Somali Benadir Refugees Complain [Archives:2001/11/Law & Diplomacy]
Abucar Said Abubaker
The Leader of the
Benadir Community in Yemen
Having read the interview that Mohamed Bin Sallam of Yemen Times filed with Mr. Hnoushivaran Daneshvar, the UNHCR representative in Yemen, on the occasion of the 50th anniversary of the Refugees Convention coming into effect, we’re more than convinced that a major portion of the criticism that the local UNHCR office is facing is justified. Here, we explain the reasons.
There is a contrast to what is going on for example, in Kenya, Ethiopia, Egypt, and Syria, where the UNHCR offices are very keen to give humanitarian assistance to the refugees, and to arrange resettlement for them in immigrant countries such as the United States of America, Canada, Australia, and Western Europe. The local UNHCR office’s objectives and activities are focussed on a determined group of refugees made up of mostly Iraqi nationals, who are at the top of the classification. Nevertheless, the remaining group of refugees, made up mostly of Somalis, whose cases differ from one another in many ways, benefit the least from the UNHCR’s assistance. They are supposed to be ineligible to apply for migration to the above-mentioned countries under refugee and humanitarian program. Instead, the UNHCR offices in Sanaa and in Aden arrange for their repatriation.
For that reason, the whole mission of the UNHCR in Yemen has become a source of frustration to the majority of the refugees, especially the Benadir refugees who have been, undeniably, oppressed by the ethnic disorder in Somalia since 1991. They require the greatest attention because they have as yet no prospect of returning home due to the fact that their original homeland became a center of tribal conflict, and their houses are still illegally occupied by armed militias of the warring factions. Who, more than these unprotected people, can fulfill the criteria established for resettlement purposes? Human Rights are Human Rights whatever the color, ethnicity or religion of the human being involved. Obviously, the local UNHCR office has taken an over simplified view of their case in the belief that they are in their second home country. Does that conclusion follow a process of logical reasoning in the light of the actual problems they are facing in terms of security? As a member of the Benadir community living in Yemen, I try to review once again our tragedy with the hope that it will lead to a better understanding of our case and a proper assessment.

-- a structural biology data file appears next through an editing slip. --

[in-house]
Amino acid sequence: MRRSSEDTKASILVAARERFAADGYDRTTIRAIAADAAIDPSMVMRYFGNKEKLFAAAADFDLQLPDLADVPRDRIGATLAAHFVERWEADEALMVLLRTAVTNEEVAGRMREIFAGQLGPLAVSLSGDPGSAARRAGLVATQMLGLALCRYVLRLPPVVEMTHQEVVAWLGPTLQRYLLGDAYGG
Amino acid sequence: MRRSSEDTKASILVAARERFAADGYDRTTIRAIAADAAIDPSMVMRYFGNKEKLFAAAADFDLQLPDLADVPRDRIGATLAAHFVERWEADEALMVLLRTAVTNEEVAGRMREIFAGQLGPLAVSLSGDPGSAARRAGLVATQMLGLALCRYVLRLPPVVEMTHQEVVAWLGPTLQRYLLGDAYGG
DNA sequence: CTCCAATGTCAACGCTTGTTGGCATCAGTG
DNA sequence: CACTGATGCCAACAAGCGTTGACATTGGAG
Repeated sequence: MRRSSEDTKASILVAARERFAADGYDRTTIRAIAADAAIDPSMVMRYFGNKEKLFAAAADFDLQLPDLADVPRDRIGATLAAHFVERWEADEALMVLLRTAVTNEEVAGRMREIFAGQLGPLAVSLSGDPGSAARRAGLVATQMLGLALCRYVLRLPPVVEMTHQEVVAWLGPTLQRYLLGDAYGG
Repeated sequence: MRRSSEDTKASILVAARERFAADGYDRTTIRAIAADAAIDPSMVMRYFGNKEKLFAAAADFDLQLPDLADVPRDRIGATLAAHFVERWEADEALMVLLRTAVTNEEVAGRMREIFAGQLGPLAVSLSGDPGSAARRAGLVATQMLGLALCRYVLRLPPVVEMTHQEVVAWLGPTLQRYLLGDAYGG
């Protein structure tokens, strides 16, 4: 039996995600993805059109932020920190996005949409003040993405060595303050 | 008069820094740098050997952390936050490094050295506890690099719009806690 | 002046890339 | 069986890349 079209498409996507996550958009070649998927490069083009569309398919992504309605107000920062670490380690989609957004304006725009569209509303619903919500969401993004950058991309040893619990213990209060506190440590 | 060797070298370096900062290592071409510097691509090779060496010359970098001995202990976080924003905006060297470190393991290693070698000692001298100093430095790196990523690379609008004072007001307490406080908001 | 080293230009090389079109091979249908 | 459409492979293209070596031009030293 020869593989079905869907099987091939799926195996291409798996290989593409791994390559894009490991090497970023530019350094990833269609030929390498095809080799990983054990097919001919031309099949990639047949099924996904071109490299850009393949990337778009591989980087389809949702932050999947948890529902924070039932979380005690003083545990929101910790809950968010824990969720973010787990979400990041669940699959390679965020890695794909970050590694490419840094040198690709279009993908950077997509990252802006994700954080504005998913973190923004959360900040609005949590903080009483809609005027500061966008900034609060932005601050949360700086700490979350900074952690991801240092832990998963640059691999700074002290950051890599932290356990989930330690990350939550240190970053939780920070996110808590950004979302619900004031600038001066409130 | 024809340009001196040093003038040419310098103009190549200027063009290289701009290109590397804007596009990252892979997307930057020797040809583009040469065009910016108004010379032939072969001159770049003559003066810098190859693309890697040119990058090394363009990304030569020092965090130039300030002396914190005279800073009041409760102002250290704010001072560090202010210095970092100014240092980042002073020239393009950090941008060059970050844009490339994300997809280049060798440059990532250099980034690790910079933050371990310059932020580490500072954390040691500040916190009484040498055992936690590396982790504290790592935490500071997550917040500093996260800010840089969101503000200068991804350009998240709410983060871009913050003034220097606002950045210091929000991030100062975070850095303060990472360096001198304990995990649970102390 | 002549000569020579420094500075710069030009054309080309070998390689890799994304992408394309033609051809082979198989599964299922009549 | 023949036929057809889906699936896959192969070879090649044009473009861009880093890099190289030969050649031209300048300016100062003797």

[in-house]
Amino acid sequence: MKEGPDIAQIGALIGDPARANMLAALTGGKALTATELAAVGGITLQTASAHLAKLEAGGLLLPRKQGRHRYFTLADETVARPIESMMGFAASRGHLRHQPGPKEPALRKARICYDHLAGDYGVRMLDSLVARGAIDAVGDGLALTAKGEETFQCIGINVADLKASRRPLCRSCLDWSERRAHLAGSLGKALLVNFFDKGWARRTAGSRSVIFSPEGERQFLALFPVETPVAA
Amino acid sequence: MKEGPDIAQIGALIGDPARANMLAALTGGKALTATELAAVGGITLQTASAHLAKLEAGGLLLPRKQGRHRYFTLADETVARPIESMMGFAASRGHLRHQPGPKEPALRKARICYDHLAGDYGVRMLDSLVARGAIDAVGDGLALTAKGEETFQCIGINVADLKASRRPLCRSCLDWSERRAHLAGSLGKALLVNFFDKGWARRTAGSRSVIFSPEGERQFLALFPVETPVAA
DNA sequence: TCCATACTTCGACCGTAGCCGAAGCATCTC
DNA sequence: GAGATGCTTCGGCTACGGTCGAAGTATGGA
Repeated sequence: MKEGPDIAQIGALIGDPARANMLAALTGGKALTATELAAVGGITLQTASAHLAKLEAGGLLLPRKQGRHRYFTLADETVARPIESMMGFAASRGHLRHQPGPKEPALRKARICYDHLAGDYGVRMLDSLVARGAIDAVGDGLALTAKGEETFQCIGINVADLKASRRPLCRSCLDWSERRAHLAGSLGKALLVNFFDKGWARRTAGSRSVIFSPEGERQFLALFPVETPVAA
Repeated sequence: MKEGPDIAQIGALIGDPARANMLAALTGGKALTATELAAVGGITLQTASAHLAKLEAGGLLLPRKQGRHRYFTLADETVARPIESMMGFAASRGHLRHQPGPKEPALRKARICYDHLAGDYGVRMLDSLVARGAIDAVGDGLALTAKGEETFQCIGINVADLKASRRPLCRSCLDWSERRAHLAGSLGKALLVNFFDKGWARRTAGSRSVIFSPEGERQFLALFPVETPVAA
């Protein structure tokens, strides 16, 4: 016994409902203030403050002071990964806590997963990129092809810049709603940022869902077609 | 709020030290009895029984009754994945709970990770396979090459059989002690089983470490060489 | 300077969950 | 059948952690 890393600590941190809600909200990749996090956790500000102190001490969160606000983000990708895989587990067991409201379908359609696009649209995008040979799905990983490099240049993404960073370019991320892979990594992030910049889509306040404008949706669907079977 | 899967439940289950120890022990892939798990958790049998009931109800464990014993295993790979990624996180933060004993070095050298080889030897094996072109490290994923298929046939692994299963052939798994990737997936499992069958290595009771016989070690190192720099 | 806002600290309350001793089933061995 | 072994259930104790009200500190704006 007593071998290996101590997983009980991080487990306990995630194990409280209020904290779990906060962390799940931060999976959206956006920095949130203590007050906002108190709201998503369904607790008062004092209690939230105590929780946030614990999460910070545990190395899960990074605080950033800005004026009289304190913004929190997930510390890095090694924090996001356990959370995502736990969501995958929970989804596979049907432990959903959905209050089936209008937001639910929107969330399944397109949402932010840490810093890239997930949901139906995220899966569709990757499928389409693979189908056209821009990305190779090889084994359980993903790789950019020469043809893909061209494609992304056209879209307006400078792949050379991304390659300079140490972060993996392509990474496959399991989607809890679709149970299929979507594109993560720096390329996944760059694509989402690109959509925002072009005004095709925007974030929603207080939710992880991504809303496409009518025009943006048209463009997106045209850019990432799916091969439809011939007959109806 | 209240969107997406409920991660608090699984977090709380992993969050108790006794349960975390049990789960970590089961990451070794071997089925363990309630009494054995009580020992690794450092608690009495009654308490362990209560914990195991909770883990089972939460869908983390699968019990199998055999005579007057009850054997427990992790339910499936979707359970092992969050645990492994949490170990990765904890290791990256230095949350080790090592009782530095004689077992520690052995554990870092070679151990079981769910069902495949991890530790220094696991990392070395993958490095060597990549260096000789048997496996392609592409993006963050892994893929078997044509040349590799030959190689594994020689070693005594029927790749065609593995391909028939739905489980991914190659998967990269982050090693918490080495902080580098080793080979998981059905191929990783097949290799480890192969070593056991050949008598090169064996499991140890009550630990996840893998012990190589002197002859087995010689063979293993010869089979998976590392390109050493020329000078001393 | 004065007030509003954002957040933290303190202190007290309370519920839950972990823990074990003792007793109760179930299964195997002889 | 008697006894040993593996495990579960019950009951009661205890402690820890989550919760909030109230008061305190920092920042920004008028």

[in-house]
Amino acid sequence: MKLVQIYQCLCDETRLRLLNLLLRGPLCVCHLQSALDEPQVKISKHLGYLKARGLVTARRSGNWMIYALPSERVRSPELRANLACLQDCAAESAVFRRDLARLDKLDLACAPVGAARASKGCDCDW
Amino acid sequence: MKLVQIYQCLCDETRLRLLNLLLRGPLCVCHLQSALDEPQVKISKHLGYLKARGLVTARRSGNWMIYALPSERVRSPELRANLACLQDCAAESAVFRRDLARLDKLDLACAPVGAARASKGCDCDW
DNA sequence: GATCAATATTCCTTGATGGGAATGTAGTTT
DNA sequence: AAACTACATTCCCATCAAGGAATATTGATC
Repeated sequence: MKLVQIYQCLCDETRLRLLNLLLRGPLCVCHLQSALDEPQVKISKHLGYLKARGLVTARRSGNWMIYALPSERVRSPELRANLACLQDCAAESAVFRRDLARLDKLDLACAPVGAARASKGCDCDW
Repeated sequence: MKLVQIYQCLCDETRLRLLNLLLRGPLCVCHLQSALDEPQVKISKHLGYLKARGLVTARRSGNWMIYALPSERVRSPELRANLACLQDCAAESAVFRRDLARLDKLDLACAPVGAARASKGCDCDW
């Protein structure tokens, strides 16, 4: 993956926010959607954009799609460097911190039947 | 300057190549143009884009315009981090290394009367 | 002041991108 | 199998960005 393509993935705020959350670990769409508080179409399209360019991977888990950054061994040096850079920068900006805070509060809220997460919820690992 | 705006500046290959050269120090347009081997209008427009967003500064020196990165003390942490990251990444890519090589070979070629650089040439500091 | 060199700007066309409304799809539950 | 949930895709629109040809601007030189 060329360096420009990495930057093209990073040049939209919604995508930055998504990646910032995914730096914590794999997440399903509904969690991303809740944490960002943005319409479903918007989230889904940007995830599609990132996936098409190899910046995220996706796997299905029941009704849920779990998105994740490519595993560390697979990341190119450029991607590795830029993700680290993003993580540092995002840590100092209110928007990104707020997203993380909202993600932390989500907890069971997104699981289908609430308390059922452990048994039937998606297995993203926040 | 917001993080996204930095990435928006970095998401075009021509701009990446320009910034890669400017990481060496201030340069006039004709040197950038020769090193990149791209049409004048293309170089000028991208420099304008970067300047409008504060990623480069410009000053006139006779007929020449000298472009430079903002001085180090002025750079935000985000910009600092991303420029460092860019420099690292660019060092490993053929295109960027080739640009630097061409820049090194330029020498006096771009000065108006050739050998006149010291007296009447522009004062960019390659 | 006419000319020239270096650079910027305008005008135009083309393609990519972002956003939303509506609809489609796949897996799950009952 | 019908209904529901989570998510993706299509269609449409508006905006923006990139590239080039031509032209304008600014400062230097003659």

For that purpose, let me begin with a description of the effects of the civil war in Somalia on our community and region. It’s generally believed that the war was intended solely for the purpose of invading a region that belonged to an unarmed people, for occupation and plunder.
It’s well known that the vicious and murderous civil war in Somalia took place in Mogadisho (the capital) where most of the Benadir community lived. After the overthrow of the regime, the tribal militias entered the city from the countryside or rural areas and captured the two eldest districts “Hamar Weyn” and “Shingani”.
Then, indiscriminately and with great cruelty and violence, they butchered, raped, robbed, looted, and virtually reduced the urbanized Benadir community to slave-prisoners, especially those who could not escape the horror. In addition, those savages (most of whom are similarly classified as refugees like us) virtually destroyed the country and turned it into a desert and human butcher-house. The place that once reflected the beauty and historical background of the capital of Somalia, and that was the center of the old civilization during the thousand year history of the Benadir region, which in the ancient period and until recently included all coastal areas including the old cities of Somalia such as Mogadisho, Merca, Brava and Kisimaio, and was inhabited by Benadir sub-communities, was turned into a waste land. Subsequently, the tragic advent of civil war in Somalia in 1991, completely changed the map of the region.